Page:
Culture Minister quits after months of criticism

Alena Hanáková, photo: CTK

Minister of Culture Alena Hanáková has announced that she is to step down at the end of the month. Even though she had come in for much criticism in arts circles, no immediate reason for her departure has been made clear.

Alena Hanáková,  photo: CTK
Alena Hanáková’s concise announcement of her resignation came right after her meeting with the heads of the TOP 09 party and their partner STAN movement of mayors and independents, which had named her to the ministerial post 18 months ago.

Mrs. Hanáková told reporters at the Wednesday press conference that she had achieved almost everything she had set out to do, listing successes like the ground-breaking bill on church restitution.

However, Petr Fischer, head of the cultural section of the Hospodářské noviny daily, says she cannot take much credit for her ministry’s achievements.

“The Church Restitution bill was prepared a long time ago; her predecessor, Jiří Besser, was the one who chose the new conductor for the philharmonic orchestra; the new law on cinematography was also prepared and lobbied for much earlier. She was not the one who got it passed. So, she is actually referring to things that were already in the works, and which simply happened under her watch.”

Ondřej Černý,  photo: archive of Radio Prague
Many people from both the cultural and political spheres accuse Mrs. Hanáková of leading the ministry in a chaotic fashion and having been unable to secure enough money from the state budget for the arts.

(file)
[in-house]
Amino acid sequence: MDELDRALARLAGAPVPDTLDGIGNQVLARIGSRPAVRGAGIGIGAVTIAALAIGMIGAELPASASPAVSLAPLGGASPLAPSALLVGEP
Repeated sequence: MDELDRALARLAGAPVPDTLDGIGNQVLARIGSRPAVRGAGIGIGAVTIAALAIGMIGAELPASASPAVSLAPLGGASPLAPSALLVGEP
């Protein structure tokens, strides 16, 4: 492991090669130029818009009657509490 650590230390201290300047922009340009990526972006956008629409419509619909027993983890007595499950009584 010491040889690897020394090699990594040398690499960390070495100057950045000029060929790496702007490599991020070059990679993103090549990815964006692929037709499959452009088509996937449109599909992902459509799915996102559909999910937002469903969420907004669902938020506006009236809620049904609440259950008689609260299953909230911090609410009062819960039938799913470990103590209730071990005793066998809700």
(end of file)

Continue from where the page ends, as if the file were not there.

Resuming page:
She faced staunch opposition and protests when she unexpectedly fired Ondřej Černý, the head of the National Theater, last September without a clear reason. Her dismissal of the head of the National Gallery, Vladimír Rösel, two months ago did not elicit as much anger, but the failure to install a permanent replacement has irked the gallery’s employees and politicians.

Architecture historian Zdeněk Lukeš told Czech Television that Mrs. Hanáková did not contribute to any systematic changes in the cultural sphere, and that her lack of experience was one of her biggest handicaps:

“Additionally, I think that at the head of this agenda should be someone with a strong personality, who is respected by artists in this country, which is difficult, because they are people full of emotions.”

Although many, especially from artistic circles, are happy to see Mrs. Hanáková go, even her opponents, like the former director of the national theater, Ondřej Černý, are wary of a hasty decision over the naming of her successor:

Jiří Hlaváč,  photo: archive of Radio Prague
“Minister Hanáková has made many mistakes, but she has been able to learn from them. And her quick replacement will not really solve anything.”

The Ministry of Culture has been a hot potato for most post-communist cabinets in this country, with 12 people having led it in the last 20 years. Choosing a new minister will be a balancing act between satisfying the cultural community and politicians. The current frontrunner is an award-winning composer Jiří Hlaváč, who unlike Alena Hanáková, comes from the world of culture and has never had a political affiliation.